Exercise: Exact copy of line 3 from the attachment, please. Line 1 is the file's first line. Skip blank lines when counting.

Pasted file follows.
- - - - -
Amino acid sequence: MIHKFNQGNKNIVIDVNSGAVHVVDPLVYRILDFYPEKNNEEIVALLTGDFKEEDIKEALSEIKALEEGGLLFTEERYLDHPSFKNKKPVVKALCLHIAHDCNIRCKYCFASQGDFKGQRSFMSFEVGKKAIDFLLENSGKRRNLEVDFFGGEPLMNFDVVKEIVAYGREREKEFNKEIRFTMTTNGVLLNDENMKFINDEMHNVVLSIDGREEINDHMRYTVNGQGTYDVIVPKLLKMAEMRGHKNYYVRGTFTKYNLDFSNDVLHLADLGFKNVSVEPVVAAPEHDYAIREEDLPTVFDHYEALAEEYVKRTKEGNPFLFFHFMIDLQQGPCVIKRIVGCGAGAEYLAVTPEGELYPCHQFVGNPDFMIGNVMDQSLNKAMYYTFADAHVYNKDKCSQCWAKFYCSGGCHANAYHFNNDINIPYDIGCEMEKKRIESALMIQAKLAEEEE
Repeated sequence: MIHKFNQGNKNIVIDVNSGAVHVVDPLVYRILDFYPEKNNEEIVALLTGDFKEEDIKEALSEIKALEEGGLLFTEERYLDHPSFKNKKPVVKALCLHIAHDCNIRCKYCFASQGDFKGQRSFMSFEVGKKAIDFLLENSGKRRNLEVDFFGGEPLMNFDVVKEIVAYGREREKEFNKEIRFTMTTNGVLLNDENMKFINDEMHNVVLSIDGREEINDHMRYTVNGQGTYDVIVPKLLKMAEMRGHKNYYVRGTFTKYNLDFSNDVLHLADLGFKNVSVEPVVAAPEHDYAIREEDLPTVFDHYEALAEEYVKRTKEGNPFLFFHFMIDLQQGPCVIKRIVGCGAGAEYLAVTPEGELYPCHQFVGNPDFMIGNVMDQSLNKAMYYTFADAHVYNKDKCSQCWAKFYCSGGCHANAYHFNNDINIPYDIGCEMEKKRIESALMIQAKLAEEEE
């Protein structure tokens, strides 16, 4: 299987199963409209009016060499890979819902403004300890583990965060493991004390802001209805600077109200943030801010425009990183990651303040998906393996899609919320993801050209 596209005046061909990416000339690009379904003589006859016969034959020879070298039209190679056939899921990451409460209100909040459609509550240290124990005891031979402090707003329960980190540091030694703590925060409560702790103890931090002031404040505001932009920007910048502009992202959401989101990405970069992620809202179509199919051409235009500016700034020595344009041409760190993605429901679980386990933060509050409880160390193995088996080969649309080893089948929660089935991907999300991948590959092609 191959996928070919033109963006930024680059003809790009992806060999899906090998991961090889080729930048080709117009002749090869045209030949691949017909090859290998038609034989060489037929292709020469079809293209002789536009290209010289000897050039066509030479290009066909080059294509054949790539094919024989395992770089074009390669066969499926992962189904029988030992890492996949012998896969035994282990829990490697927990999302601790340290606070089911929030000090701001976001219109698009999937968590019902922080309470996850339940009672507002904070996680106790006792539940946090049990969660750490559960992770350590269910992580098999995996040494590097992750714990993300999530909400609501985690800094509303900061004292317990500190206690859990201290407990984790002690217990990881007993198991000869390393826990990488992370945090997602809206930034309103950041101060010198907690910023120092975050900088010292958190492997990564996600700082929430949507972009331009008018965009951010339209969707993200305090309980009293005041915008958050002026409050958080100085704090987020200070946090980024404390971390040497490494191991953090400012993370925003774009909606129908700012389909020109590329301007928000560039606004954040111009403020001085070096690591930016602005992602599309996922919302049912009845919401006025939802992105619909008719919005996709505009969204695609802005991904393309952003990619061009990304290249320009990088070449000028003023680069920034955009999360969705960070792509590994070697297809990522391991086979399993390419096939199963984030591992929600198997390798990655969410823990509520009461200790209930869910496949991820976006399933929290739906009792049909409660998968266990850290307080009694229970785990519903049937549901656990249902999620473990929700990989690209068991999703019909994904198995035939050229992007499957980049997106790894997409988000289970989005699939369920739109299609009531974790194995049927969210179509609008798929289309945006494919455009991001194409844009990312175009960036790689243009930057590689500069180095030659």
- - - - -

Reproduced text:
């Protein structure tokens, strides 16, 4: 299987199963409209009016060499890979819902403004300890583990965060493991004390802001209805600077109200943030801010425009990183990651303040998906393996899609919320993801050209 596209005046061909990416000339690009379904003589006859016969034959020879070298039209190679056939899921990451409460209100909040459609509550240290124990005891031979402090707003329960980190540091030694703590925060409560702790103890931090002031404040505001932009920007910048502009992202959401989101990405970069992620809202179509199919051409235009500016700034020595344009041409760190993605429901679980386990933060509050409880160390193995088996080969649309080893089948929660089935991907999300991948590959092609 191959996928070919033109963006930024680059003809790009992806060999899906090998991961090889080729930048080709117009002749090869045209030949691949017909090859290998038609034989060489037929292709020469079809293209002789536009290209010289000897050039066509030479290009066909080059294509054949790539094919024989395992770089074009390669066969499926992962189904029988030992890492996949012998896969035994282990829990490697927990999302601790340290606070089911929030000090701001976001219109698009999937968590019902922080309470996850339940009672507002904070996680106790006792539940946090049990969660750490559960992770350590269910992580098999995996040494590097992750714990993300999530909400609501985690800094509303900061004292317990500190206690859990201290407990984790002690217990990881007993198991000869390393826990990488992370945090997602809206930034309103950041101060010198907690910023120092975050900088010292958190492997990564996600700082929430949507972009331009008018965009951010339209969707993200305090309980009293005041915008958050002026409050958080100085704090987020200070946090980024404390971390040497490494191991953090400012993370925003774009909606129908700012389909020109590329301007928000560039606004954040111009403020001085070096690591930016602005992602599309996922919302049912009845919401006025939802992105619909008719919005996709505009969204695609802005991904393309952003990619061009990304290249320009990088070449000028003023680069920034955009999360969705960070792509590994070697297809990522391991086979399993390419096939199963984030591992929600198997390798990655969410823990509520009461200790209930869910496949991820976006399933929290739906009792049909409660998968266990850290307080009694229970785990519903049937549901656990249902999620473990929700990989690209068991999703019909994904198995035939050229992007499957980049997106790894997409988000289970989005699939369920739109299609009531974790194995049927969210179509609008798929289309945006494919455009991001194409844009990312175009960036790689243009930057590689500069180095030659």